If on the other hand, the terms of surrender were phrased in such a way as to appear to preserve the right of their Emperor to order them to lay down their arms, they would have done so without a moment’s hesitation” (Alperovitz 370).The Japanese people had such a passion for their Emperor that if there was the slightest hint that he was going to be treated like a common war criminal, the Japanese people, man, woman, and children would rather fight to the death before they allow such a thing to take place. Even after the Atomic Bomb had been dropped on both Hiroshima and Nagasaki, a vote in the Japanese government still came up deadlocked between the hawks and the doves. The doves wanted to surrender as they realized that Japan only faced more destruction if they continued the fighting. The hawks were in favor of continuing the war to the end, regardless of material damage to Japan. In the Samurai tradition, a part of the honor code is that “hopelessness in a battle is no reason to surrender” (Long), so the Japanese were not concerned about surrendering merely because the situation looked hopeless.The major concern for the Japanese military was the loss of honor; they had a code of “death before dishonor” (Long). So therefore, a Japanese soldier would prefer death to surrendering, for to surrender is to give up one’s honor.

Apart from the fact that the Japanese had long wanted a peaceful end to the war, there were a number of alternatives that the Americans could have taken, as opposed to dropping the atomic bomb. The Americans had a superior air force, a superior navy, and a superior army. Along with the superiority of the American forces, Japan was decimated; the American forces had defeated Japan’s air force, navy, and army.The Japanese were completely cut off from the rest of the world, as Robert Butow said, ” .. the scales of the war had been tipped so steeply against the Japanese that no counterweight at their disposal could have balanced them. Germany, which for the Japanese had been a seemingly invincible first line of defense, was facing inevitable destruction; the defense perimeter that the Japanese had created far out beyond their island base had been cracked and deeply penetrated; worst of all, Japan’s military potential was dropping rapidly with her industrial capacity, as American submarines and planes cut the last of her economic lifelines to the outside world and great aerial armadas began the methodical destruction of her cities” (Alperovitz 17). The simplest alternative that the Americans could have taken would have been to sustain the blockade that had already been in place.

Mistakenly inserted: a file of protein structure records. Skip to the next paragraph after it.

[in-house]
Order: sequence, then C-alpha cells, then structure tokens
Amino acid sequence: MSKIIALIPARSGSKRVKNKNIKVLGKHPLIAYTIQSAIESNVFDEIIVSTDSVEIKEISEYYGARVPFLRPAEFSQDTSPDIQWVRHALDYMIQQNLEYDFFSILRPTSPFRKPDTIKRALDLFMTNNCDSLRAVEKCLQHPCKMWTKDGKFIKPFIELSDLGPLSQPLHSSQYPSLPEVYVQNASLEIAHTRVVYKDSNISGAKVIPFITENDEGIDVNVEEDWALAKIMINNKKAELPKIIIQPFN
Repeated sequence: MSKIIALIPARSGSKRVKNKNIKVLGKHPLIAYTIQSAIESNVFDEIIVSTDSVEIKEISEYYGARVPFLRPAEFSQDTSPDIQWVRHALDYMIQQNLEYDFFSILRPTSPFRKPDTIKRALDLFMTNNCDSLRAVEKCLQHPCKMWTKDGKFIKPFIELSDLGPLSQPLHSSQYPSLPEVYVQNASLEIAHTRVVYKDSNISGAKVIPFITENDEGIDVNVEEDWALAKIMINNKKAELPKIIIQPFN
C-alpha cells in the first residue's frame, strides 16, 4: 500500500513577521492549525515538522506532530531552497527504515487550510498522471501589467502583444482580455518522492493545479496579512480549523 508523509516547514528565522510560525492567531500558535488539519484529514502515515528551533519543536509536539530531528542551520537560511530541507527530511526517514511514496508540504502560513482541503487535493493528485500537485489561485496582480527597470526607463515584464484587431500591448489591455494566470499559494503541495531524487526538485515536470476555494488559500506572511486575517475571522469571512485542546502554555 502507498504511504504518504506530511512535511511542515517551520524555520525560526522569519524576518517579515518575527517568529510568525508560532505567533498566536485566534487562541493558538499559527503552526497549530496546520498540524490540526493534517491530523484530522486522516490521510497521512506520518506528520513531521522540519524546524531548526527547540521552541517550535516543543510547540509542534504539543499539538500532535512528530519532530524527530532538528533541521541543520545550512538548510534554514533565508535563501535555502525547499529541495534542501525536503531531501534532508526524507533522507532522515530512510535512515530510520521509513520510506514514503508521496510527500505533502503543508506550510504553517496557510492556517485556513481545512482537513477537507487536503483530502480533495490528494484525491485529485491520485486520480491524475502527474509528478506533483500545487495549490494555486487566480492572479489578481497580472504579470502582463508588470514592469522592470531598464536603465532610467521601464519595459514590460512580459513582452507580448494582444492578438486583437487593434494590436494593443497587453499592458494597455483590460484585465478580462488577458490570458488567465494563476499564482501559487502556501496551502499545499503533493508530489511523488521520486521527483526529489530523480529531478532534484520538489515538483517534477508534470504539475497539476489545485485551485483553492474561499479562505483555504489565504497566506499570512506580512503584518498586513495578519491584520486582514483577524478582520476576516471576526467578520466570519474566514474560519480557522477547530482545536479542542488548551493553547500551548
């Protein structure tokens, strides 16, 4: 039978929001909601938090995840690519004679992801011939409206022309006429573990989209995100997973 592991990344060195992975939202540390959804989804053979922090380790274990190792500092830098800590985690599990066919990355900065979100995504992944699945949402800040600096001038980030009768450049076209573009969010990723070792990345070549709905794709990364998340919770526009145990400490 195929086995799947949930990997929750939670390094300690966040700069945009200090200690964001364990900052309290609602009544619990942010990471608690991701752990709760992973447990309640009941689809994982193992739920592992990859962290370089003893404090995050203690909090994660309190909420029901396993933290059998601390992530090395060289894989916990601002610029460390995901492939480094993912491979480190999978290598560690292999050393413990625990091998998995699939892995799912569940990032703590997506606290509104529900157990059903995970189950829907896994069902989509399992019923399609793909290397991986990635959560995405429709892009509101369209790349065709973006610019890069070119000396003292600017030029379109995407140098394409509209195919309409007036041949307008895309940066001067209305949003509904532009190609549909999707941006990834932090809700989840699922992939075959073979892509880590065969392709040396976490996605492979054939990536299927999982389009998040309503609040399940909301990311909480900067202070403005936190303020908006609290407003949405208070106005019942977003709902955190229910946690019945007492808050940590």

While being bombarded from the sky, a naval blockade strangled Japan’s ability to import oil and other vital minerals, and its ability to produce war materials (Long).Due to the effective air, sea, and land blockade that was in progress, Japan was unable to ” ..

maintain their industry, maintain their shipbuilding, and carry on their commercial life .. “(Alp 327). Also, there was a heavy destruction of machinery and equipment, which were impossible to replace because of the blockade. Japan was defeated from all possible angles, according to Captain Robert Dornin, “We had then on their knees .

.”(Alp 329). Japan was devastated, all that the American forces had to do was to hold out the blockade, Dornin states, ” .. why not wait for three or four months and then if they didn’t [surrender], drop the [atomic] bomb”(Alp 329). In the course of time, the effective naval blockade would have starved the Japanese into submission through a lack of oil, rice, medicine, and other essential materials, according to Chief of the U.

S. Fleet and Naval Operations, Ernest King. The Allied forces were defeating Japan in every way possible.

The fall of Saipan in early July of 1944 and of Tinian and Guam one month later, provided base which brought the homeland into much closer range for B-29 conventional bombings. In September, Lieutenant General George C. Kenney, Commander of the Air Forces in the Southwest Pacific, was able to tell General “Hap” Arnold, Commander of the Army Air Forces: “the situation is developing rapidly and there are trends which indicate that the Jap is not going to last much longer. His sea power is so badly depleted that it is no match for any one of several task forces we could put into action.

His air power is in a bad way.He has a lot or airplanes- probably more than he had a year ago- but he has lost his elements, flight, squadron and group leaders and his hastily trained replacements haven’t the skill or ability or combat knowledge to compete with us .. . Without the support of his sea power and air power, his land forces cannot do anything except hold out in isolated beleaguered spots all over the map until bombs, bullets, disease, or starvation killed them off ..

” The Russians, under Stalin, gave notice that it would not renew its existing Neutral Pact with Japan and would enter the war on the Allied side. So another alternative could have been to await the Russian entry into the war as an American ally. According to the War Department’s Military Intelligence Division, the entry of Russia into the war as an American ally would have caused Japan to capitulate.In 1945, Eisenhower states, ” .. we three, Britain with her mighty fleet, America with the strongest air force, and Russia with the strongest land force on the continent ..

” could have brought an end to the war (Alp 353). Even without the Russians entering the war, and without the atomic bomb being used, Japan could have been defeated, …